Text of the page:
SEARCH

SEARCH BY CITATION

Keywords:

  • evidence-based medicine;
  • algorithms;
  • databases;
  • bibliographic;
  • database management systems;
  • information storage;
  • retrieval;
  • methods;
  • urology;
  • PubMed
Abbreviations
ER

emergency room

EBCP

evidence-based clinical practice

RCT

randomized controlled trial.

CASE SCENARIO

  1. Top of page
  2. CASE SCENARIO
  3. CLINICAL QUESTION
  4. FINDING THE BEST EVIDENCE
  5. DEVELOPING A SEARCH STRATEGY IN PUBMED
  6. APPLYING PUBMED TO THE CLINICAL QUESTION
  7. APPLYING THE RESULTS TO THE CARE OF YOUR PATIENT
  8. CONCLUSION
  9. CONFLICT OF INTEREST
  10. REFERENCES

You are the on-call urologist consulted by the emergency room (ER) for acute flank pain in a 44-year-old woman. The patient denies any previous history of stones and is otherwise healthy. Non-contrast enhanced abdominal and pelvic CT shows a 4-mm calculus at the vesico-ureteric junction. Urine analysis shows no infection and traces of blood. Her pain and nausea are controlled in the ER. You recommend an α-blocker to promote stone passage, which is met with some scepticism by the ER physician, who queries you whether there is more than anecdotal evidence for this recommendation, which prompts you to search the medical literature.

CLINICAL QUESTION

  1. Top of page
  2. CASE SCENARIO
  3. CLINICAL QUESTION
  4. FINDING THE BEST EVIDENCE
  5. DEVELOPING A SEARCH STRATEGY IN PUBMED
  6. APPLYING PUBMED TO THE CLINICAL QUESTION
  7. APPLYING THE RESULTS TO THE CARE OF YOUR PATIENT
  8. CONCLUSION
  9. CONFLICT OF INTEREST
  10. REFERENCES

The classic steps in evidence-based clinical practice (EBCP) involves the five As: Assess, Ask, Acquire, Appraise and Apply [1]. ‘Assess’ refers to a specific patient-care issue where the physician identifies a need for more information. The astute physician ‘Asks’ a focused, answerable question generated from the clinical situation. The mnemonic ‘PICOT’ is helpful in outlining the clinical query. PICOT stands for patient, intervention, comparison, outcome and type of study. In the aforementioned scenario, the patient is a woman with a urinary stone. Various therapies could constitute the intervention and comparison; thus each PICOT is driven by the particular needs of the patient. For this specific patient, you formulate the following clinical question: ‘In adults (female) with urinary stones, are α-blockers more effective than usual care in promoting stone passage?’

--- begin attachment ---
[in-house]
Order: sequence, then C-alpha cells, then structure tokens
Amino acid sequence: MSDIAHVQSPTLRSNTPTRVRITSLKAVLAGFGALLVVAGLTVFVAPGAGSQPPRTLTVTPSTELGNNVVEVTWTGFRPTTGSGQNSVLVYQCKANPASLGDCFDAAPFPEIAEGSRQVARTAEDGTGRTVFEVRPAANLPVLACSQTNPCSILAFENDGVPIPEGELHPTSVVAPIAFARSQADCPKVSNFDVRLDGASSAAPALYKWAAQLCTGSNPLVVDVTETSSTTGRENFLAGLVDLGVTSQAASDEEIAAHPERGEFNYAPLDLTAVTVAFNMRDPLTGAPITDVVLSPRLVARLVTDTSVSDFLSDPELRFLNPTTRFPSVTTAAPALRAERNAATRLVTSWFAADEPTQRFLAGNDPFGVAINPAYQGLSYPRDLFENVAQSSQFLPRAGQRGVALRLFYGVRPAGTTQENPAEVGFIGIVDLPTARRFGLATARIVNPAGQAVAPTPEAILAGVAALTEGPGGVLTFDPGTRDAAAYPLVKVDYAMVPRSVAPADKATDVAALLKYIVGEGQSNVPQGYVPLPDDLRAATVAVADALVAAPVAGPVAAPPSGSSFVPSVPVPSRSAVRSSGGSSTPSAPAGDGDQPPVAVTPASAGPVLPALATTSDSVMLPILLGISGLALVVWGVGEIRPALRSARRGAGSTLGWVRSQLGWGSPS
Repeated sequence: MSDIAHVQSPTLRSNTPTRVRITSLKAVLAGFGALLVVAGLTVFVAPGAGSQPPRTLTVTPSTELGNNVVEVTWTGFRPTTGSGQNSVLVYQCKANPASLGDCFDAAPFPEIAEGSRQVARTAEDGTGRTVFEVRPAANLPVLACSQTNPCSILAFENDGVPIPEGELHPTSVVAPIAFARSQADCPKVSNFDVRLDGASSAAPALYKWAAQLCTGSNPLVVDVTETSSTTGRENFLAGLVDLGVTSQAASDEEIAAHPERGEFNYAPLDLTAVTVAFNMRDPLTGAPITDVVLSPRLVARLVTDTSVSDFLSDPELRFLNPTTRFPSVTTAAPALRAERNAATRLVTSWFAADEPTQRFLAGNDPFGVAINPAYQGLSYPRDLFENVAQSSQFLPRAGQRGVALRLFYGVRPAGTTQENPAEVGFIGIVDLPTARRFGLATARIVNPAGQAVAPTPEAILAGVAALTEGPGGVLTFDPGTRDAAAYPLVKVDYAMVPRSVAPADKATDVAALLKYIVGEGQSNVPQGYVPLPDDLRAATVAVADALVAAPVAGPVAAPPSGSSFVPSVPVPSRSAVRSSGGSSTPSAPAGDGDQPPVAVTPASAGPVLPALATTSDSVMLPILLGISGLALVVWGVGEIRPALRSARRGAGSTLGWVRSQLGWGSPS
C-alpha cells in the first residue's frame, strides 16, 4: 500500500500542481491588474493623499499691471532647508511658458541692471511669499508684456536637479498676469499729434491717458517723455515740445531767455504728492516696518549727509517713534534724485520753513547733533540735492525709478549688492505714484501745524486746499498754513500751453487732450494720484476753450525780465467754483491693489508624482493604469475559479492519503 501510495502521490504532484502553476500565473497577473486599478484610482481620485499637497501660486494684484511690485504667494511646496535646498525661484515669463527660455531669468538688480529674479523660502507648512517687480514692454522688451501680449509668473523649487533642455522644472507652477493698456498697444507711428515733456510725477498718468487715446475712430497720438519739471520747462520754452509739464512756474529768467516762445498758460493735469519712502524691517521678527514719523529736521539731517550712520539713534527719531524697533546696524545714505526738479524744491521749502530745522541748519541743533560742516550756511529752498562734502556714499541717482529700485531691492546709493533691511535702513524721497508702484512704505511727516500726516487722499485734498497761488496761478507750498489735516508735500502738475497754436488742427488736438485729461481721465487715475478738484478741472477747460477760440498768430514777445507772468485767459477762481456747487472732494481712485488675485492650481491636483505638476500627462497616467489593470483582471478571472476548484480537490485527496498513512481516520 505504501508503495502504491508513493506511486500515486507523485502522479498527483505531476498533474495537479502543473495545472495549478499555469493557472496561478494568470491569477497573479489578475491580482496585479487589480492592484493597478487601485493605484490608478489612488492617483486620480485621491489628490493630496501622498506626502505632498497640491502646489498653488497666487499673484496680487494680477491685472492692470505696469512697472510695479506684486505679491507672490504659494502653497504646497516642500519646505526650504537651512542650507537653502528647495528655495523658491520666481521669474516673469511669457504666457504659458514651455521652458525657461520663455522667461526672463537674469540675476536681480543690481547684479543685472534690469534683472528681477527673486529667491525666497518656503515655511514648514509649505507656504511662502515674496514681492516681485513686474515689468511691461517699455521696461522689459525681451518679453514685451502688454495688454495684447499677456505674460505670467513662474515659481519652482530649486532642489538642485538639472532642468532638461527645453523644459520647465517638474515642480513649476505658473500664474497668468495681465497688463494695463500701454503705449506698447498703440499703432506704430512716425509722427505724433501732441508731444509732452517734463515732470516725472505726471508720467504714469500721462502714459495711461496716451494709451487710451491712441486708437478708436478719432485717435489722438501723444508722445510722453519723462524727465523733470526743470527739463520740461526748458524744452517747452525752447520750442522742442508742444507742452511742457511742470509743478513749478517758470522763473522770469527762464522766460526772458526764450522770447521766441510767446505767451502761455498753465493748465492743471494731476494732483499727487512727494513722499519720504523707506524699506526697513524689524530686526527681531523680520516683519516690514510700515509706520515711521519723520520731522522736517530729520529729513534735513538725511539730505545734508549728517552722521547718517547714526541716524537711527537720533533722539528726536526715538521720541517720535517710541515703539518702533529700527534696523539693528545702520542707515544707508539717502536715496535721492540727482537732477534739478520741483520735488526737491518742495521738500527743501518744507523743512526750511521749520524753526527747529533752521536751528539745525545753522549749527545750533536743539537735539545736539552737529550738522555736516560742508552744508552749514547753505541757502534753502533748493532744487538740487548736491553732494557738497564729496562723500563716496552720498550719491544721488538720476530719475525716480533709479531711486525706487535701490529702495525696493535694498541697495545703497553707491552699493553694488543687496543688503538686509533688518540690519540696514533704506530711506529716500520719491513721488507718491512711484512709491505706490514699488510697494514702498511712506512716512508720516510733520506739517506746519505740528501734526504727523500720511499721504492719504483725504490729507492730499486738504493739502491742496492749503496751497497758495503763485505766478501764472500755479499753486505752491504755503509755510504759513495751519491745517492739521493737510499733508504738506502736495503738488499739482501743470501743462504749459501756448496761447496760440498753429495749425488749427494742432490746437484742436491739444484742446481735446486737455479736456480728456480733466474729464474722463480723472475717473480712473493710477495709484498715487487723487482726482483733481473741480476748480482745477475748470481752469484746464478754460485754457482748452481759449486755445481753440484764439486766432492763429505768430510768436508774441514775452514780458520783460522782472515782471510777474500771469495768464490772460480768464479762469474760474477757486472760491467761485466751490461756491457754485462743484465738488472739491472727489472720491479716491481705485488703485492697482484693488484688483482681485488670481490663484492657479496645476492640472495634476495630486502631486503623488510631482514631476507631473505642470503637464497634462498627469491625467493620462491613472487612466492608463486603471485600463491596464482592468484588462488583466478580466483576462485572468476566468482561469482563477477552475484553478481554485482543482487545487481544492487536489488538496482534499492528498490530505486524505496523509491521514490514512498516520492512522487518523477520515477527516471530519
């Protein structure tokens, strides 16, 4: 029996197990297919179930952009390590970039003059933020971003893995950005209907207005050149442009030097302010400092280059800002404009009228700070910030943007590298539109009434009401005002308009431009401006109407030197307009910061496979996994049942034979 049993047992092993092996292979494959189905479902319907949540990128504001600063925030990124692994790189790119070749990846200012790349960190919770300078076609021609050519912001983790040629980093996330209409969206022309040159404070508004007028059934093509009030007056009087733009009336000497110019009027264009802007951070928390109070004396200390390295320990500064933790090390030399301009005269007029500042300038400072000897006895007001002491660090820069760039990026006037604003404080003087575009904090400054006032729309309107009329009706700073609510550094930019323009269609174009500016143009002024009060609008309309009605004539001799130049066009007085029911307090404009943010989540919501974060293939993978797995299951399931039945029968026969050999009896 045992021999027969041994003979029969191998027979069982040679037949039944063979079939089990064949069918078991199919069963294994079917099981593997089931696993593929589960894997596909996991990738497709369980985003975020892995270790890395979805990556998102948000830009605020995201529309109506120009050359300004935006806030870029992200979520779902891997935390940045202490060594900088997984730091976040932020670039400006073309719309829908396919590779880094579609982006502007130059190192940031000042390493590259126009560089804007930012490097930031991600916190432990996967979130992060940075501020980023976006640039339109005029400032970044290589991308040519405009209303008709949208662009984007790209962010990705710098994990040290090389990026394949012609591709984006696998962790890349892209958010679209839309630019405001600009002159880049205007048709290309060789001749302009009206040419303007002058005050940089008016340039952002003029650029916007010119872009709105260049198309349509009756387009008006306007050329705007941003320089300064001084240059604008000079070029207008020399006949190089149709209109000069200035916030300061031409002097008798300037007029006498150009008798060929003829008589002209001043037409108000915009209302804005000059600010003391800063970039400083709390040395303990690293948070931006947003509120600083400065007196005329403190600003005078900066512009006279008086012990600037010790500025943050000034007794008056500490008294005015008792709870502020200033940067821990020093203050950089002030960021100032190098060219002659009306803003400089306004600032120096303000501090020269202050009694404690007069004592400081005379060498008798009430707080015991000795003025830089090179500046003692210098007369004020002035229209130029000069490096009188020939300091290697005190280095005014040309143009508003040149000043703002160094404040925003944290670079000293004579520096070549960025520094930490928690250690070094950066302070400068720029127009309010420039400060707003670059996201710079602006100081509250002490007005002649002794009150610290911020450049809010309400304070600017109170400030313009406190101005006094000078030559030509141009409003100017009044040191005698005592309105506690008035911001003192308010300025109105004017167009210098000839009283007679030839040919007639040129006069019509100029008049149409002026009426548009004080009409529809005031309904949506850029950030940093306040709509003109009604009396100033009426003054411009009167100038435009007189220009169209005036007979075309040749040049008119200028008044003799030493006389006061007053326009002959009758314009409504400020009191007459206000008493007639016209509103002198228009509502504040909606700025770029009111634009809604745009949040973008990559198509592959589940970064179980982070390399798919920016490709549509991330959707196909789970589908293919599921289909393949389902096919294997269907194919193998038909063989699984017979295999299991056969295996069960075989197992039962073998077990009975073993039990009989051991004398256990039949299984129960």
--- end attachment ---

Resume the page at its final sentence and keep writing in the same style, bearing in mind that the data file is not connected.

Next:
FINDING THE BEST EVIDENCE

  1. Top of page
  2. CASE SCENARIO
  3. CLINICAL QUESTION
  4. FINDING THE BEST EVIDENCE
  5. DEVELOPING A SEARCH STRATEGY IN PUBMED
  6. APPLYING PUBMED TO THE CLINICAL QUESTION
  7. APPLYING THE RESULTS TO THE CARE OF YOUR PATIENT
  8. CONCLUSION
  9. CONFLICT OF INTEREST
  10. REFERENCES

The next step in the EBCP is to ‘Acquire’ the evidence. While there are several electronic resources to use in answering the clinical question, this review will focus on PubMed, a free service of the US National Library of Medicine that searches the Medline database. PubMed includes >18 million citations from Medline and other life-science journals for biomedical articles back to 1948. As reviewed in a previous article in this series, we are interested in types of studies that are most likely to provide an unbiased answer to our question [2]. In this example, our question relates to therapy and would best be answered by a randomized controlled trial (RCT) or better yet, by a systematic review of all RCTs on this particular subject.

DEVELOPING A SEARCH STRATEGY IN PUBMED

  1. Top of page
  2. CASE SCENARIO
  3. CLINICAL QUESTION
  4. FINDING THE BEST EVIDENCE
  5. DEVELOPING A SEARCH STRATEGY IN PUBMED
  6. APPLYING PUBMED TO THE CLINICAL QUESTION
  7. APPLYING THE RESULTS TO THE CARE OF YOUR PATIENT
  8. CONCLUSION
  9. CONFLICT OF INTEREST
  10. REFERENCES

Searching for articles in PubMed follows a simple process: formulate your PICOT, search each concept separately, check Details to verify you are using appropriate terms, combine your concepts with the correct connectors (‘AND’ or ‘OR’), and use appropriate limits. Before starting the search it is important to understand how PubMed is organized. Each citation in the database can be searched for the exact words used by the author in the title and abstract, as well as for the subject terms known as Medical Subject Headings, or MeSH. MeSH terms are added to the citation by an indexer and help to identify articles by topic, regardless of the exact words used by the author. For example, searching with the MeSH term urinary calculi will retrieve articles that discuss urinary stones, urinary calculi, urinary tract stones, ureteral(ic) stones, urinary tract calculi, etc. PubMed will automatically try to match the search terms to the proper MeSH terms. (For more information about using MeSH see http://www.ncbi.nlm.nih.gov/sites/entrez?db=mesh)